Women and the Sea logo
Introduction
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Myths and Mermaids
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Life in Port
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Going to Sea
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Lighthouse Keepers
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Changing Roles for Women
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Women in the Military
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Women in Wartime Production
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Early Yachting and Racing
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Women and the Sea in the 20th Century
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Timeline
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Resources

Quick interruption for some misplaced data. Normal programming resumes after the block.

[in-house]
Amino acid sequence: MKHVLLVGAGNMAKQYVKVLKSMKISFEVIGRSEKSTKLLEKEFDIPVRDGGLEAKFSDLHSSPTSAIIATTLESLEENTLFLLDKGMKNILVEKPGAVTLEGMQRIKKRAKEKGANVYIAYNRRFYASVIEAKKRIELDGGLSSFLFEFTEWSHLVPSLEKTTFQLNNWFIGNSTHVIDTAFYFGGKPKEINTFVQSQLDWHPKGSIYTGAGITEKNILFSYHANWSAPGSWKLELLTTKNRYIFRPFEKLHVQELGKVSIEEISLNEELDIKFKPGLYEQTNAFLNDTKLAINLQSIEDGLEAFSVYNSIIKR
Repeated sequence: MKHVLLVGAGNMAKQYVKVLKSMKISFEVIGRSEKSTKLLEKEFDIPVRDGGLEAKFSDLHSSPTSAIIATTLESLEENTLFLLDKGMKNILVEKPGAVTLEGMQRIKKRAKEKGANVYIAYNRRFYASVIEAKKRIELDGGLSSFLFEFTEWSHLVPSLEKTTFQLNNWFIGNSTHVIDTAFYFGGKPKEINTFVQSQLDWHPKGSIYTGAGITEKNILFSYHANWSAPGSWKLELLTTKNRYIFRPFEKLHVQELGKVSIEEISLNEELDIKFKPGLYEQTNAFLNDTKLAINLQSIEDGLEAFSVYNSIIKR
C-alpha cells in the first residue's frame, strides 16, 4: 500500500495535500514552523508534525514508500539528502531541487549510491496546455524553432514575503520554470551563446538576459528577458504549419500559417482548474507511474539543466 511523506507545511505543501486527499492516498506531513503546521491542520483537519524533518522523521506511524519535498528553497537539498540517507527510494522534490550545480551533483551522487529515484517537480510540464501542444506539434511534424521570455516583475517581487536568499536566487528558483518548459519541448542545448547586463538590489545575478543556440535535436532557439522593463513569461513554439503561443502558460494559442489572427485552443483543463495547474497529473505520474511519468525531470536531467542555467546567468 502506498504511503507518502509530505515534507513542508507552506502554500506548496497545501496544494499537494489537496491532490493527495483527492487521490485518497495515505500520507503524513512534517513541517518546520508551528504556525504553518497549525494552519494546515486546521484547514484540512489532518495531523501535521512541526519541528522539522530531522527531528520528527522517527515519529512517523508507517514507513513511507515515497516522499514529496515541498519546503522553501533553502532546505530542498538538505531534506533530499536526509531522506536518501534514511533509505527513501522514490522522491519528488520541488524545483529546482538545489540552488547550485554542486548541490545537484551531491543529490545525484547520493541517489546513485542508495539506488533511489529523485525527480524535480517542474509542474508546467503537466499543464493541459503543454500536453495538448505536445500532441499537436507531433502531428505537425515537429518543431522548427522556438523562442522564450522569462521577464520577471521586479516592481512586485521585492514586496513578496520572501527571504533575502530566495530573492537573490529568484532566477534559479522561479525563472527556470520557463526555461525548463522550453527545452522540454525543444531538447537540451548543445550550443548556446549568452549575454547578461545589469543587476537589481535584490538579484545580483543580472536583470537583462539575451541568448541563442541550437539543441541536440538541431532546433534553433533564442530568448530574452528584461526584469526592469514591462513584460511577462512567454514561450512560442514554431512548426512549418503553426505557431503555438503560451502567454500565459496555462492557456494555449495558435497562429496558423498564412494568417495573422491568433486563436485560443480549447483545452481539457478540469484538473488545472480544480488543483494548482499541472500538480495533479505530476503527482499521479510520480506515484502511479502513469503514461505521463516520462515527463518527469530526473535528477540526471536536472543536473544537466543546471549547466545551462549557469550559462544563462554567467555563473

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In This Chapter

The Myth

Mermaids
Female Figureheads
Why is a Ship
called "She"?

Myths & Mermaids

The Myth

Roman Goddess Minerva
Steering post head from the vessel Minerva
The Mariners' Museum



Many ancient cultures attest to the fact that feminine imagery has always been closely associated with the sea. The mythology of the Phoenicians, Egyptians, Greeks, and Romans is full of tales of female gods or mortals helping—or hindering—humans in their struggle with the sea.

Armed goddesses were popular subjects for figureheads on warships of the late eighteenth century. The Greek goddess Pallas Athena (known to the Romans as Minerva) represented wisdom, fertility, useful arts, and prudent warfare. In both incarnations, the goddess wore armor, held a golden staff, and carried a goatskin shield with an image of Medusa. The Roman goddess Britannia, namesake of Great Britain, was another incarnation of this protective deity.

Telemachos went aboard the ship, but Athene went first and took her place in the stern of the ship, and close beside her Telemachos took his place. —From The Odyssey of Homer, rendered into English prose by S. H. Butcher and Andrew Lang, 1930



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